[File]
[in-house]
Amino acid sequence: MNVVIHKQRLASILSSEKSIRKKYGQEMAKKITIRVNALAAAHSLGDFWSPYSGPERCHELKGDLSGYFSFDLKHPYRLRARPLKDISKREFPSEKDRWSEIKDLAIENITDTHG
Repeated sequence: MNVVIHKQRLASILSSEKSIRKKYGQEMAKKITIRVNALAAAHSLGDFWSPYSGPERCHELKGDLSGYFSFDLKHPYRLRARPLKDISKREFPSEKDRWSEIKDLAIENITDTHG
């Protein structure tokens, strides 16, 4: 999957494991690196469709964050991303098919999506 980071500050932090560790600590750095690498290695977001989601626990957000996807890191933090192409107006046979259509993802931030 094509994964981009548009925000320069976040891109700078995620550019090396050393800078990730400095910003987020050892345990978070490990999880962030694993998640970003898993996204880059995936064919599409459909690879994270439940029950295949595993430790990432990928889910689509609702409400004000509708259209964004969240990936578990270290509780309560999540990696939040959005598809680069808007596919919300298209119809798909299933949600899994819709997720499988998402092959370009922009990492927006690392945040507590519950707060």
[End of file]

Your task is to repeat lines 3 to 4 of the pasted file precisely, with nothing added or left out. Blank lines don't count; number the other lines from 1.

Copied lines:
Repeated sequence: MNVVIHKQRLASILSSEKSIRKKYGQEMAKKITIRVNALAAAHSLGDFWSPYSGPERCHELKGDLSGYFSFDLKHPYRLRARPLKDISKREFPSEKDRWSEIKDLAIENITDTHG
């Protein structure tokens, strides 16, 4: 999957494991690196469709964050991303098919999506 980071500050932090560790600590750095690498290695977001989601626990957000996807890191933090192409107006046979259509993802931030 094509994964981009548009925000320069976040891109700078995620550019090396050393800078990730400095910003987020050892345990978070490990999880962030694993998640970003898993996204880059995936064919599409459909690879994270439940029950295949595993430790990432990928889910689509609702409400004000509708259209964004969240990936578990270290509780309560999540990696939040959005598809680069808007596919919300298209119809798909299933949600899994819709997720499988998402092959370009922009990492927006690392945040507590519950707060």